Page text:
I drove Wes’s Mustang out to Seattle for the party, which is always a dicey proposition when I’m feeling pretty because I get kind of cocky when I feel pretty and my driving reflects that. I’m telling you, you haven’t truly passed someone until you’ve passed them in a Mustang. I had my sunglasses on, my Girl Power playlist going, and I was feeling good.

I parked in an adjacent neighborhood to where the party was because I knew I could find parking there and then just took an Uber the rest of the way. My first driver was a 23-year old Chinese-American man who regaled me with stories about his mother’s intimidation techniques. When I told him about Bai, my character, and how a reviewer had recently commented that it seemed unlikely to him that Bai’s parents would disapprove of his chosen profession, my Uber driver laughed and said I’d nailed it.

Gotta admit, that felt pretty good.

The party itself was a lot of fun. Great food, killer view, and I was surrounded by stage actors and the people who love them. Actors make for very diverting company, it turns out.

My Uber driver for the ride home was a guy who’d moved here from Palestine six years ago. He holds a Master’s degree in comparative literature and says driving for Uber is the price he pays for picking that field of study. He also expounded on his views of the Israel/Palestine dispute, which I didn’t feel qualified to comment on so I just listened instead.

Do you see what comes of leaving the house, intrepid readers? You meet interesting people and get to do interesting things.

Empty Tubes and Tests for Days

Man, I tell you. Coming back from Santa Barbara was a great, big, freezing cold splash of reality. Wes had to leave on a series of business trips, which is normally the cue for both my kids to get all kinds of peeved about their father’s absence and take it out on me.

They did not disappoint.

Me in my giant scrubs, mere moments before yet another health professional jammed a needle into my poor knee.

Adding to the fun, I did another MRI with contrast to see why my knee continues to be a literal and figurative pain and lo and behold, it wasn’t all in my head (ha?). I have a flap of cartilage that’s collecting edema, and the microfractures I had done a couple years ago healed irregularly, which means things are all kinds of messed up in there.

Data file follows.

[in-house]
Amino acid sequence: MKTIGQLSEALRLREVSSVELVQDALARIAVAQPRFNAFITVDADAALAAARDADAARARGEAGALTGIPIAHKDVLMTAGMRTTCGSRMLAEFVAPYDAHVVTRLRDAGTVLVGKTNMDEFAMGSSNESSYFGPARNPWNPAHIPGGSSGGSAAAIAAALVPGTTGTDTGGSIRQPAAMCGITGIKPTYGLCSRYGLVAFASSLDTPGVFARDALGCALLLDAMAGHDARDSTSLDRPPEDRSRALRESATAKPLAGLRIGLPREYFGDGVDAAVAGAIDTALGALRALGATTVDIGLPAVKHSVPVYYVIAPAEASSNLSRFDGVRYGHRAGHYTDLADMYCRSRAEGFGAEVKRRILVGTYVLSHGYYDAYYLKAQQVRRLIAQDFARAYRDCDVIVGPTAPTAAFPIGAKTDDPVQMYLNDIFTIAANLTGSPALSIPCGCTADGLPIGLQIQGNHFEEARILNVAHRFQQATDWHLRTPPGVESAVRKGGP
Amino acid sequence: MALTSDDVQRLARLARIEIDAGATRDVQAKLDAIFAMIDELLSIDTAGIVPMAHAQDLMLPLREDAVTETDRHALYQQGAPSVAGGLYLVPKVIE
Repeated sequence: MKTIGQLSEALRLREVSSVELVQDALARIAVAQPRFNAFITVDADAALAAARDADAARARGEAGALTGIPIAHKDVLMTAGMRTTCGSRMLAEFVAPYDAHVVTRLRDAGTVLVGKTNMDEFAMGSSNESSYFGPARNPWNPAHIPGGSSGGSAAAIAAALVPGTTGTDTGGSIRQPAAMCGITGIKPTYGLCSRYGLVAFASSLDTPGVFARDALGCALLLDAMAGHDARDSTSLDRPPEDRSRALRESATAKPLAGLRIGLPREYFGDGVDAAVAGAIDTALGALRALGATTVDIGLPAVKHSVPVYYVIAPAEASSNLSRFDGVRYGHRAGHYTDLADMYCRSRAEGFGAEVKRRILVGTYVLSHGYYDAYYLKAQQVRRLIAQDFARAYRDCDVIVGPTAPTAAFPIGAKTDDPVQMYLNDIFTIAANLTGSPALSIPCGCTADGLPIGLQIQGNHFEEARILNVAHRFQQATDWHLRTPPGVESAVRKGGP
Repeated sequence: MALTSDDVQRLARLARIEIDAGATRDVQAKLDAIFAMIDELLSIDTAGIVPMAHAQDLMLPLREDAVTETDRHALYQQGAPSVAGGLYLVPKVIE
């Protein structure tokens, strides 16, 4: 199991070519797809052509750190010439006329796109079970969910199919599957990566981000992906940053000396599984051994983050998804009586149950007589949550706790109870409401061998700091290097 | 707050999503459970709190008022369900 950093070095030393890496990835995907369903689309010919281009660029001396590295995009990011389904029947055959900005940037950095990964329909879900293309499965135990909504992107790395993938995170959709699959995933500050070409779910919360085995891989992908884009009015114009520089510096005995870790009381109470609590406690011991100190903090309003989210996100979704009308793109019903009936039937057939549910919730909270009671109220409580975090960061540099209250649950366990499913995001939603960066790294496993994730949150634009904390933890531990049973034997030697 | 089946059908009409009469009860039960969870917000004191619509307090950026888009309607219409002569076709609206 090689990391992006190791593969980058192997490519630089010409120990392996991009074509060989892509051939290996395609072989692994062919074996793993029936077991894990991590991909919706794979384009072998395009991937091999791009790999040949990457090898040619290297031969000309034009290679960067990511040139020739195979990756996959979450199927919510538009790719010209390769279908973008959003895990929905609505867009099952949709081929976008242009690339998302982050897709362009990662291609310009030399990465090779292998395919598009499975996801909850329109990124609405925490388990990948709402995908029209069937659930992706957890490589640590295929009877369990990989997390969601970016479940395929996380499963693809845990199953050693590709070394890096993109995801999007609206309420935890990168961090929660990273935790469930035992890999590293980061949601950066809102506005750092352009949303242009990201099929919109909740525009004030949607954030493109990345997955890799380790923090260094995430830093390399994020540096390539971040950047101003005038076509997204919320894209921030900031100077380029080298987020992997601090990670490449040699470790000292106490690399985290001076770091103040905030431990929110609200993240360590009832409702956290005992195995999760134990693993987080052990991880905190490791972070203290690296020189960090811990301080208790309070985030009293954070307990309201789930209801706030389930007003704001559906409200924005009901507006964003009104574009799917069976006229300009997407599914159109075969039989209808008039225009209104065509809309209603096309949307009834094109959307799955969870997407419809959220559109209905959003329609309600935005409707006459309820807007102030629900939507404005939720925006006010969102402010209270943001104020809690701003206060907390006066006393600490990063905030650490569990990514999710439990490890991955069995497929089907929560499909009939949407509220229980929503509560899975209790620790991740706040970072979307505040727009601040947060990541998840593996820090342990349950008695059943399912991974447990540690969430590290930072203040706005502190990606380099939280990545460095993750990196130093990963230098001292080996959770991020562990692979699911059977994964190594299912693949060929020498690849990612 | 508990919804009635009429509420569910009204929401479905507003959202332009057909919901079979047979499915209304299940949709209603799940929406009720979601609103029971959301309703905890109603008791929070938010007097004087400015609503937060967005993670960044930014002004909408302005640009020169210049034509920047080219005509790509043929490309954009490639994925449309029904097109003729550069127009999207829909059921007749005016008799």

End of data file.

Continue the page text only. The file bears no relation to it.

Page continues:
Before I go in for (yet another) surgery, I’m going to get tested by a rheumatologist to see if it’s possible to determine why the cartilage in my knee is shredding like a nice mozzarella.

As if all that wasn’t enough, I’m currently undergoing testing from an endocrinologist to see whether he can figure out why I keep gaining weight despite healthy eating and exercise habits.

Just think blood tests. Blood tests for days. All the doctors are holding up empty tubes with my name on them.

It’s all stressful, and at times terrible, but I’m keeping my focus firmly on the things that are going right. Things like:

  • Wes is home from his business trips, and will be home for awhile.
  • I have friends and family who care about me and all my suddenly myriad health issues. My best friend, husband, and mother-in-law all collectively spent hours on the phone with me when I found out about my knee, just letting me feel sorry for myself and assuring me things would turn out ok. I’m inclined to believe them.
  • I’m free of deadlines for now and making progress on revisions for Bai Treason (book 3 of the Bai Hsu series). I love it as much now as I did when I wrote the first draft, which is always a good sign of a worthwhile story.
  • There’s a book blog tour of Bai Tide (book 1 of the Bai Hsu series) that’s happening now and the reviews are uniformly positive so far! Like this one, and this one. I’m always particularly gratified when people who don’t normally read my genre enjoy my books. It shows me I wrote a good story, not just a good spy story.
  • I might be getting LASIK soon because you know what? My knee may be FUBAR but damn it, there’s still hope for my eyes.

That just about brings you up to current. Rest assured, if I’m not blogging it’s probably because I’m hiding from my health woes by writing stories. Given all the feelings around here lately? Bai TreasonĀ is going to end up being a goooooooood book. Trust me on that one.